What does Mark 6:28 mean?
ESV: and brought his head on a platter and gave it to the girl, and the girl gave it to her mother.
NIV: and brought back his head on a platter. He presented it to the girl, and she gave it to her mother.
NASB: and brought his head on a platter, and gave it to the girl; and the girl gave it to her mother.
CSB: brought his head on a platter, and gave it to the girl. Then the girl gave it to her mother.
NLT: brought his head on a tray, and gave it to the girl, who took it to her mother.
KJV: And brought his head in a charger, and gave it to the damsel: and the damsel gave it to her mother.
NKJV: brought his head on a platter, and gave it to the girl; and the girl gave it to her mother.
Verse Commentary:
Herod Antipas met Herodias in Rome. Antipas was married to the daughter of the king of Nabatea, a nation that bordered the southeast of one of his territories. Herodias was married to Antipas' half-brother. Apparently, she wanted more than the life of a privileged citizen of Rome, so she agreed to marry the self-styled king of an obscure territory. However, this required that he divorce his wife. Secular historical accounts say that later on, Antipas' ex-father-in-law invaded his territory, and Antipas' army suffered serious losses. Later, in Herodias' attempt to earn the title of queen, she created such animosity between Antipas and the emperor that she had to follow her husband into exile in Gaul.

In modern use, to speak of presenting something "on a silver platter" implies to receive something as a gift, without one's own effort, something given in an exceptionally easy or effortless way. Although the Bible does not specify that the platter presented to Herodias' daughter was silver, this passage is where the phrase likely comes from. The original meaning is more nuanced than a simplistic reference to ease, however. Herodias certainly had to work hard to orchestrate John's execution.

Antipas was hosting a formal dinner for "nobles and military commanders and and the leading men of Galilee" (Mark 6:21). Herodias' daughter earned the favor of the men, through an especially alluring dance, and Antipas offers the girl whatever she wishes for. At Herodias' bidding, the girl asks for the head of John the Baptist on a platter.

Herodias' request sharply cuts through Antipas' supposed display of power and refinement. In the midst of the luxurious celebration of Antipas' life, a man's severed head is introduced. It sits on similar serving ware as the victuals Antipas has offered his guests. The head belongs to someone Antipas liked and feared and who was under his protection. It is presented to a girl, the least powerful person in the room, who has seduced and out-maneuvered the influential men around her.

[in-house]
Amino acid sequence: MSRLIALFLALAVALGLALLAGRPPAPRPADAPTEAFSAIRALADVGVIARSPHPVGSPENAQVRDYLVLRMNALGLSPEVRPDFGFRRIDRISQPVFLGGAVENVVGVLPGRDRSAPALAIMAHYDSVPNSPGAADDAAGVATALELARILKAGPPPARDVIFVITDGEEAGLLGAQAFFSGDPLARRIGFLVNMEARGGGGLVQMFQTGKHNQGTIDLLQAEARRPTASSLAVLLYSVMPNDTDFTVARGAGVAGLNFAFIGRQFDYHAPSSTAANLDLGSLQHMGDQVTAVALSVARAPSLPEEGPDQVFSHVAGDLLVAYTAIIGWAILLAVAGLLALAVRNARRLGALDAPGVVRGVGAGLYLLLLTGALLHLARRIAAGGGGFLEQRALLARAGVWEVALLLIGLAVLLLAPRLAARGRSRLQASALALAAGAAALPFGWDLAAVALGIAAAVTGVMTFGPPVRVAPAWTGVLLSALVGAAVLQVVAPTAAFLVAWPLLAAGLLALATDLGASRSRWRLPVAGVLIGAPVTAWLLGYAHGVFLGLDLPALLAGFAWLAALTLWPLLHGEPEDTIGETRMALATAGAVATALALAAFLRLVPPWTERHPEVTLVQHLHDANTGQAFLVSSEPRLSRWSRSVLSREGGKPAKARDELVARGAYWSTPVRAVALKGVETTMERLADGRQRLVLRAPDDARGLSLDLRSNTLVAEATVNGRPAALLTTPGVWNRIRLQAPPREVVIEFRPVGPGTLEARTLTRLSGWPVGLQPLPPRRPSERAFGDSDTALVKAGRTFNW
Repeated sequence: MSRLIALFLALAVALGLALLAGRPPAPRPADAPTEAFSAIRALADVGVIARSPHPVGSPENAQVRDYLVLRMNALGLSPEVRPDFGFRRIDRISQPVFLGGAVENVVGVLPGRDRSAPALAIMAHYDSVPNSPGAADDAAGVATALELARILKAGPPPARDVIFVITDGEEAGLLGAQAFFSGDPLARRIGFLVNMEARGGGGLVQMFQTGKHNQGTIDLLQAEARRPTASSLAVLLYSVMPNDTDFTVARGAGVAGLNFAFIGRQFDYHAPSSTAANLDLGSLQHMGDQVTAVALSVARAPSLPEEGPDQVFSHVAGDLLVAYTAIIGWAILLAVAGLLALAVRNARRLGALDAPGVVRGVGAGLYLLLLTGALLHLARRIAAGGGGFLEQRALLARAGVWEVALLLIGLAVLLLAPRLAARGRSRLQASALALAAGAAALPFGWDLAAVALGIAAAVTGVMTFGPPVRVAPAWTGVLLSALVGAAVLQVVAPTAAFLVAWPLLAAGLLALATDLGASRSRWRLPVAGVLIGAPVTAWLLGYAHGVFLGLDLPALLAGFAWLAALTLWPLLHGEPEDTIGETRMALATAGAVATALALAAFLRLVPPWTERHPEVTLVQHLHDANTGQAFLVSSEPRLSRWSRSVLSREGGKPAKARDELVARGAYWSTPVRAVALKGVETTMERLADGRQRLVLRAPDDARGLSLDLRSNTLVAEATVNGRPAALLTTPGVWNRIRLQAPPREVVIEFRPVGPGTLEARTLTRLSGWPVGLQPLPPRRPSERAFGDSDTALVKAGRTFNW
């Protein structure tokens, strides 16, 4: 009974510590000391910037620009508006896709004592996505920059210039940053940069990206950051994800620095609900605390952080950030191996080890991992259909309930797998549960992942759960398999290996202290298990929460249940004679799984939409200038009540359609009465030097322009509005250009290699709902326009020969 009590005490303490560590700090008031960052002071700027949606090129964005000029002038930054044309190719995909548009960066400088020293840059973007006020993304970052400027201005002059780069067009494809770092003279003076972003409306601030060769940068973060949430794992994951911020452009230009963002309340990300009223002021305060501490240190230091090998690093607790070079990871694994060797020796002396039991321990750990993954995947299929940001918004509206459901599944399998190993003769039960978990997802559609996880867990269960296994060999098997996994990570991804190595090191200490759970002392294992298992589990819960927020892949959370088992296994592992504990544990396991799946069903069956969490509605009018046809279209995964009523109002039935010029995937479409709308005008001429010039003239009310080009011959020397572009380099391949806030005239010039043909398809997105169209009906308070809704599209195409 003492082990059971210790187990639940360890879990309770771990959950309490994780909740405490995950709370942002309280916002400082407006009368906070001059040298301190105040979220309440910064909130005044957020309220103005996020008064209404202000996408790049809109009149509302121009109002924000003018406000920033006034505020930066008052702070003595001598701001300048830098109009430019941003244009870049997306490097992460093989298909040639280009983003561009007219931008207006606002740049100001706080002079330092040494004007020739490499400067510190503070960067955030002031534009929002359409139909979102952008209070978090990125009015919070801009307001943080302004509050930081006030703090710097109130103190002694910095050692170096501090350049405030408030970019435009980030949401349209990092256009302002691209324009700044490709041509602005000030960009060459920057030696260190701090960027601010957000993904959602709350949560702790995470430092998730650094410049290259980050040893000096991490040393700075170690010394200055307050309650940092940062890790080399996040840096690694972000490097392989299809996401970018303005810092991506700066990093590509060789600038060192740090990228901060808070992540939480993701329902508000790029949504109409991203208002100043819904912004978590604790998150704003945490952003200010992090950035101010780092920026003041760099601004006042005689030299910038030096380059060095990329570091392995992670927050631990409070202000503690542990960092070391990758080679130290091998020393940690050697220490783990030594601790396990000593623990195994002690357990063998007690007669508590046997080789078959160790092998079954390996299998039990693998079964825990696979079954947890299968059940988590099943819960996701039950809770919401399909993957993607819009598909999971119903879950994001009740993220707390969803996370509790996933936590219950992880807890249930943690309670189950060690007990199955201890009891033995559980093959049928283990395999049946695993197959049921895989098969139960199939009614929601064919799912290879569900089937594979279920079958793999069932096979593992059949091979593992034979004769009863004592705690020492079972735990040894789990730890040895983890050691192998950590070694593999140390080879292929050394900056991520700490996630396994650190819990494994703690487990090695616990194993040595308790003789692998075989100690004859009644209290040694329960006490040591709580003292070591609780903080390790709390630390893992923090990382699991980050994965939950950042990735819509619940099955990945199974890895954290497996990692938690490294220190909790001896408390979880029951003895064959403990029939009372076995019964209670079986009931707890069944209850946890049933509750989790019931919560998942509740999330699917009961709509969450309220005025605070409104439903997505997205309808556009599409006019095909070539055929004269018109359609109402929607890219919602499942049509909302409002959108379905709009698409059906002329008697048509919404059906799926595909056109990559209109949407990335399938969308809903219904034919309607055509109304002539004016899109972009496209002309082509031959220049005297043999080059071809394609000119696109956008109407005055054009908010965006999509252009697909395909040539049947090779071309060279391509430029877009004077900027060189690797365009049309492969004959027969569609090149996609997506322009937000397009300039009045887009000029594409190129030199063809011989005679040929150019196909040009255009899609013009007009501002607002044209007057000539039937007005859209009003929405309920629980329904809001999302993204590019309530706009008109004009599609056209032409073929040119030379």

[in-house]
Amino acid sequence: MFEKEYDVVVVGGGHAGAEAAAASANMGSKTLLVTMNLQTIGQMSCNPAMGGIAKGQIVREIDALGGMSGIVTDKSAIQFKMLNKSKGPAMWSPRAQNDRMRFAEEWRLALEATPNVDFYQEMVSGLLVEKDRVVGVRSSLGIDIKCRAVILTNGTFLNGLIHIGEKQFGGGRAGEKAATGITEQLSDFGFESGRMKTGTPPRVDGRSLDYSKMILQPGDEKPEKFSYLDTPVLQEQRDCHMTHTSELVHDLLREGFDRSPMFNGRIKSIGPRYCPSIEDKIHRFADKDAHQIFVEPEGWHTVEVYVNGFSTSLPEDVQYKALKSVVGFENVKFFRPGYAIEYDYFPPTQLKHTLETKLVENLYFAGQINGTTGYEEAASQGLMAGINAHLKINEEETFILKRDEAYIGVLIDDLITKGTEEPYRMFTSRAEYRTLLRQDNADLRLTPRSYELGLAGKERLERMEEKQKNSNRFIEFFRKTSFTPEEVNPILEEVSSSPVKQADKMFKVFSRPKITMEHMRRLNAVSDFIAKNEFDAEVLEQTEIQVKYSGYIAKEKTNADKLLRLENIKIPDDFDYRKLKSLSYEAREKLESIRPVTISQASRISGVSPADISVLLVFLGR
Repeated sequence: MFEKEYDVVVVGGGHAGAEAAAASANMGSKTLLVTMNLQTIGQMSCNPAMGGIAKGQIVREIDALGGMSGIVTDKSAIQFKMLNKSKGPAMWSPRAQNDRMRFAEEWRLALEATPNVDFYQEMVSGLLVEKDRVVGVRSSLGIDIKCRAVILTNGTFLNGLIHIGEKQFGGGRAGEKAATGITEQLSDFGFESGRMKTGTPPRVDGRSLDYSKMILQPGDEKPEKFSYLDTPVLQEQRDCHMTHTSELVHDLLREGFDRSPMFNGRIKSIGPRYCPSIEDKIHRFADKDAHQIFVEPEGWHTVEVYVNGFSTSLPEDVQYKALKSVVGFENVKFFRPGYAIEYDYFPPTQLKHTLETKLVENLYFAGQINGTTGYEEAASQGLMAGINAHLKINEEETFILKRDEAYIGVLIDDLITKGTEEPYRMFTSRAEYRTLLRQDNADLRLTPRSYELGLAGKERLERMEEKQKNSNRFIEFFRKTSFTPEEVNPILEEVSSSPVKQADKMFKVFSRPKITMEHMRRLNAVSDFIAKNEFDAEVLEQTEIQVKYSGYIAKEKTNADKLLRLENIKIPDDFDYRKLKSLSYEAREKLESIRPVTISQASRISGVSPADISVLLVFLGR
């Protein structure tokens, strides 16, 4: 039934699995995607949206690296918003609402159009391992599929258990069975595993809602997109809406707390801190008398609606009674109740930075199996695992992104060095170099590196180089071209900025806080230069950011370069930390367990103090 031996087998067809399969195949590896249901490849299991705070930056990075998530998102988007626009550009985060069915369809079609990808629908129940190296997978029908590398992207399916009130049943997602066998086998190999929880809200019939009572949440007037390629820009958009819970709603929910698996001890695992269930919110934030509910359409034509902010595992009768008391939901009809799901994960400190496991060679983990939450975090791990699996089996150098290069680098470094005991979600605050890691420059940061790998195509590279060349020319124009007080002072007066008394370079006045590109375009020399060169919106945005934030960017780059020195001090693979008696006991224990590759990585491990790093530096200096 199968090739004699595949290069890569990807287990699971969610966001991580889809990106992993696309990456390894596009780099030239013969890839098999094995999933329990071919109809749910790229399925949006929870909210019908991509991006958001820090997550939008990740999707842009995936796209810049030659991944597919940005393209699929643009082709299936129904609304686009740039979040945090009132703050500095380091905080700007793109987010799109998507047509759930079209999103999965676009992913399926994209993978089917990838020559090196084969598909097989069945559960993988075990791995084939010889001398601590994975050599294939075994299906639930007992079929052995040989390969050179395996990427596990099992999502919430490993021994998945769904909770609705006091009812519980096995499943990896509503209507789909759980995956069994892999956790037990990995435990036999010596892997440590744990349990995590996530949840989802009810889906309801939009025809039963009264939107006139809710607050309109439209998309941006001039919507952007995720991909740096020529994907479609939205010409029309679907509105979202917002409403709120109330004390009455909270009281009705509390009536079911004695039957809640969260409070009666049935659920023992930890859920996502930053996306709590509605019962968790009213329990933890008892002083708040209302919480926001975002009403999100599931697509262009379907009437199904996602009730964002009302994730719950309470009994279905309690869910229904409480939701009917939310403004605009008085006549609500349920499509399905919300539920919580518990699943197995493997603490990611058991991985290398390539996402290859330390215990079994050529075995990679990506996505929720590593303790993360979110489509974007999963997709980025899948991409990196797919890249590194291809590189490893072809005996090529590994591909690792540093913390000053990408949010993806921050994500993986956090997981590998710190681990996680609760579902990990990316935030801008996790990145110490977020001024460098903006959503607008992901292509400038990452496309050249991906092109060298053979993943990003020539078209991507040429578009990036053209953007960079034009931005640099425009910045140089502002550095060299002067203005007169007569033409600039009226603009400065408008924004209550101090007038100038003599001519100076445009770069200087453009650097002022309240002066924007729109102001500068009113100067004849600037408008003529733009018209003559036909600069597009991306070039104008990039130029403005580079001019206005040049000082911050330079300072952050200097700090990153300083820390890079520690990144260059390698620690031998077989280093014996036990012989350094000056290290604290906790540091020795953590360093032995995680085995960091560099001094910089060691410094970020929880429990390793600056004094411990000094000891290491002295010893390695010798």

Although the nobles may not understand the undercurrents, Antipas surely does. Herodias has made a mockery of his authority and position. She has forced the leader of the land to submit to her wishes and deliver her desires as a gift. He does so because if he refuses, his integrity will be under question. This could lead to the nobles and military leaders withdrawing their support, resulting in Antipas losing his authority and possibly his right to rule. But by submitting to Herodias' demand, he knows his authority is hollow, ultimately meaning nothing.

Antipas' first mistake was to fall for a woman who wanted to use his position for her own gain, even if it meant breaking two marriages and risking war. Antipas chose lust and a stroked ego instead of the wife of his youth (Proverbs 5:18) and peace with his neighbors.
Verse Context:
Mark 6:14–29 follows the disciples' success in continuing John the Baptist's work with a flashback of John's execution. John was Jesus' cousin (Luke 1:36) and the herald of Jesus' ministry (John 1:19–28). He preached repentance to many, including Andrew and Peter (John 1:35–42). He also baptized Jesus (Mark 1:9–11). Herod Antipas ruled over Galilee, where Jesus was from, and Perea, near where John preached. Antipas was fascinated by John, but his wife felt threatened by John's condemnation of their incestuous marriage. This story is also found in Matthew 14:1–12, Luke 3:19–20, and Luke 9:7–9.
Chapter Summary:
Jesus returns to His hometown of Nazareth, but the people there are faithless and skeptical. As a result, Jesus performs no more than a few minor miracles. He then assigns His twelve apostles to travel in pairs, preaching repentance and healing various conditions. Mark then takes a brief detour to explain the death of John the Baptist, beheaded after Herod Antipas is tricked by his wife. The focus then returns to Jesus, explaining His miraculous feeding of thousands of people, walking on water, and healing people in Gennesaret.
Chapter Context:
Even as the Twelve are given opportunity to wield some of Jesus' power and authority, they still struggle to understand. They misinterpret who He is, what He has come to do, and how much He will ask of them. They fear Jesus' display of deity, but seem to dismiss the murderous rejection of His hometown and the death of John the Baptist. It's easy to have faith in a prophet who seems poised to rescue Israel from foreign rule. It is still beyond them to understand that He is actually God.
Book Summary:
The Gospel of Mark emphasizes both Jesus' servanthood and His role as the promised Messiah: the Son of God. This is done through a concise, action-packed style. Mark provides relatively few details, instead focusing on actions and simple statements. This relates to the Gospel's authorship, which is believed to be based on the memories of the apostle Peter. These include many of Jesus' miracles, in contrast to other Gospels which include many more of Jesus' teachings and parables. Mark also makes frequent mention of Jesus' ministry being misunderstood by others.
Accessed 5/26/2024 11:38:48 AM
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